So, if absolute heart rate measurement is critical to you, ensure you use the chest-strap when training and racing. If it’s not super essential, then the wrist-based reading will be just fine. It is rather liberating to be able to have heart rate measurement happening without the reluctant discomfort of a chest strap.

All the expected cycling smart GPS information is recorded, including speed (current, max and average), distance, duration, ascent, descent, heart rate (current, average and max), altitude and calories burned. It also features Strava Live Segments, a must for the competitive riders. It also gives the time (duh), alarm, weather and more. You can see the full, extensive features list here.

After the ride, a scroll through your performance measurements on the Polar Flow app is insightful. Polar Flow is highly informative, but not the most intuitive in terms of navigation, you can also see measurement of your cardio load, perceived load and your estimated RPE (Rate of Perceived Exertion).

There’s also a graph for heart rate and a graph for speed, with duration measured of your time broken into in the five ‘effort’ zones: 1 – Very light/50-60% of Max HR; 2 – Light/60-70% of Max HR; 3 – Moderate/70-80% of Max HR; 4 – Hard/89-90% of Max HR and 5 – Maximum 90-100% of Max HR.

The calorie-burn is also broken down into percentages of what fuel source you most likely burned. For example, on a steady three hour-ride around Northern Farm, it said that of the 1629 calories burned, 43% used carbs, 2% used protein and 55% used fat as the fuel sources. There’s also a graph showing these, which is interesting. We should all understand that this isn’t necessarily absolute, but it is based on your profile as a Polar device user and your level of conditioning as tracked by the device over time, so it’s consistent with you and your performance.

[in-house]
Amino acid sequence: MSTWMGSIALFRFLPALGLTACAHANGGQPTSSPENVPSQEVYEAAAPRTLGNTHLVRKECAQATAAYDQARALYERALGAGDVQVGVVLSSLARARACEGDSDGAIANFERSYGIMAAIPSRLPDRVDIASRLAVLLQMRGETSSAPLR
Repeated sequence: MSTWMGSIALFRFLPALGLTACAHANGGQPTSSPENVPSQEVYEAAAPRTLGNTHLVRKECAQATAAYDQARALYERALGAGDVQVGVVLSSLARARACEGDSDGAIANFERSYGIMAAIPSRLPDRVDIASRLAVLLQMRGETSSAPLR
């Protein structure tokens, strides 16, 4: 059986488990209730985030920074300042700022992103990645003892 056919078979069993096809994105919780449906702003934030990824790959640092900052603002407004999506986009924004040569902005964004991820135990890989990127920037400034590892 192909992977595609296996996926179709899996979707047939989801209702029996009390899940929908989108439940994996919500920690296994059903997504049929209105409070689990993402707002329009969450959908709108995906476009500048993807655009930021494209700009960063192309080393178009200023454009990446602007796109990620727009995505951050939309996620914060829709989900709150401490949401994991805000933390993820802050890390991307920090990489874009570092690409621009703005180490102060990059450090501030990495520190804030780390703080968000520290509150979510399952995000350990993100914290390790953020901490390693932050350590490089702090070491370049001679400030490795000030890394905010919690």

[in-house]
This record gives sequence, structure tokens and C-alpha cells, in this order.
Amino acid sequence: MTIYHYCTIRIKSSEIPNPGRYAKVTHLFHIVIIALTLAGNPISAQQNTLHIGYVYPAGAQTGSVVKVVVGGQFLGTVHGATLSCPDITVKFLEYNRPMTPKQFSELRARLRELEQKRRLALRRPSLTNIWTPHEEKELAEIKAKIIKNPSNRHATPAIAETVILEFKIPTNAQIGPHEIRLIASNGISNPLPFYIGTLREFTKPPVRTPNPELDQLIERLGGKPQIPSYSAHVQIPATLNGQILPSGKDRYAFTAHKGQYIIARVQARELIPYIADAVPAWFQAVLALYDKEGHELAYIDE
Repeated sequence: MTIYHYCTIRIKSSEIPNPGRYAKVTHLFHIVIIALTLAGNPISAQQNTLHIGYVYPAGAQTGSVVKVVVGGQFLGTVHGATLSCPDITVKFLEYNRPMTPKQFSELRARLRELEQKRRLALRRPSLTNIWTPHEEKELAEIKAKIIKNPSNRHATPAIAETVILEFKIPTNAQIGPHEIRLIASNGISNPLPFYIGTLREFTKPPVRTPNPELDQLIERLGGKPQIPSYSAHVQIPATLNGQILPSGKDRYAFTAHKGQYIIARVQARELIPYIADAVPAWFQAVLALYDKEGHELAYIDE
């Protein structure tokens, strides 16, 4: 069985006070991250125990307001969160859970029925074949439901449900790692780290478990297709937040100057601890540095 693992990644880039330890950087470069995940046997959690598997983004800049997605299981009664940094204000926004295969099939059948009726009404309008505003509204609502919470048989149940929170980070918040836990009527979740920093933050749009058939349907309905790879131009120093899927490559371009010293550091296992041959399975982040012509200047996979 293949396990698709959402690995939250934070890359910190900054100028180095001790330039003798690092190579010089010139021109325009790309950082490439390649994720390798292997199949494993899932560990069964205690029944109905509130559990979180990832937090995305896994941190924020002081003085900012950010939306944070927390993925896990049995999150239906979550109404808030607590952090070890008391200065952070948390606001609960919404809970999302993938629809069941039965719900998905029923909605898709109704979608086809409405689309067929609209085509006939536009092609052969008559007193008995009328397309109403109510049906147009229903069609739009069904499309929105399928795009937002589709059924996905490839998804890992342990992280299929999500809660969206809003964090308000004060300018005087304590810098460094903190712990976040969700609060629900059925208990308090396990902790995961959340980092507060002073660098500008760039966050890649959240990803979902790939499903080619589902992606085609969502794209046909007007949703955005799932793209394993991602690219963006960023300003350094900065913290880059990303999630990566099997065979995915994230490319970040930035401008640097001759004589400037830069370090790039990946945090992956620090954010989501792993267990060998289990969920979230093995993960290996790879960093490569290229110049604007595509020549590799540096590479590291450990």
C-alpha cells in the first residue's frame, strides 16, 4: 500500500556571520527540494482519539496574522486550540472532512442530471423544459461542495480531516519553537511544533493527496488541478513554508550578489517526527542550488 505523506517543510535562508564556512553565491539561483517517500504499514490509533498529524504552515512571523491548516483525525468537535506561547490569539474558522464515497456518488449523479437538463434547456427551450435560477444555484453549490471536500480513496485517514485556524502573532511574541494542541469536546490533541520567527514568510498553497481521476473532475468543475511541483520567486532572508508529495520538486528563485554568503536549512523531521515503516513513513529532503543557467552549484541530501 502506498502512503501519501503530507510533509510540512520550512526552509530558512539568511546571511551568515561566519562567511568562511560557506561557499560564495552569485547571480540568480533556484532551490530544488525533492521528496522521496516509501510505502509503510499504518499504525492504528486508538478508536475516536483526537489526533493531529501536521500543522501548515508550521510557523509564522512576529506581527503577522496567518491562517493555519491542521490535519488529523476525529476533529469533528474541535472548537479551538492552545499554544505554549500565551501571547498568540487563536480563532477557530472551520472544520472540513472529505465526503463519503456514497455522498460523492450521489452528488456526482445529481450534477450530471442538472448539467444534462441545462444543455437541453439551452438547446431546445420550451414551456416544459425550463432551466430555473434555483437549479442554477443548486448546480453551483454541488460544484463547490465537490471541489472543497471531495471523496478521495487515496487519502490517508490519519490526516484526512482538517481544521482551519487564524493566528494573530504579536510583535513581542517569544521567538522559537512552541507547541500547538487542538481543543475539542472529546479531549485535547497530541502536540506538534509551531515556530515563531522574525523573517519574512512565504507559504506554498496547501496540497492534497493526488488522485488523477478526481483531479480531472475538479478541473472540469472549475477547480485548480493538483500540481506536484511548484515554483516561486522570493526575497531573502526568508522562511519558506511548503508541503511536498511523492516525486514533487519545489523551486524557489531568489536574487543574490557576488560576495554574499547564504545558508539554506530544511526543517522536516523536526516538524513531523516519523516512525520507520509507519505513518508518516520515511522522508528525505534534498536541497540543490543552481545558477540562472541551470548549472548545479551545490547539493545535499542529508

There’s also a post-ride GPS map of your ride that numbers all the uphills and downhills with a feature called Hill Splitter. Hill Splitter is always on and measures uphills and downhills with distance, rise or fall in altitude and time taken to complete them; with a detailed breakdown of each. This is a great feature if you are a gravity focussed rider, allowing you to compare performances on the same descent.

We didn’t use one, but you can add a cadence sensor (optional extra). There is route guidance but not via onboard maps, it’s via the route-planning Komoot app (used by about 1.8 million mountain bikers globally). Pre-loaded routes were never something we needed during the review period, but you can find out more about Komoot here.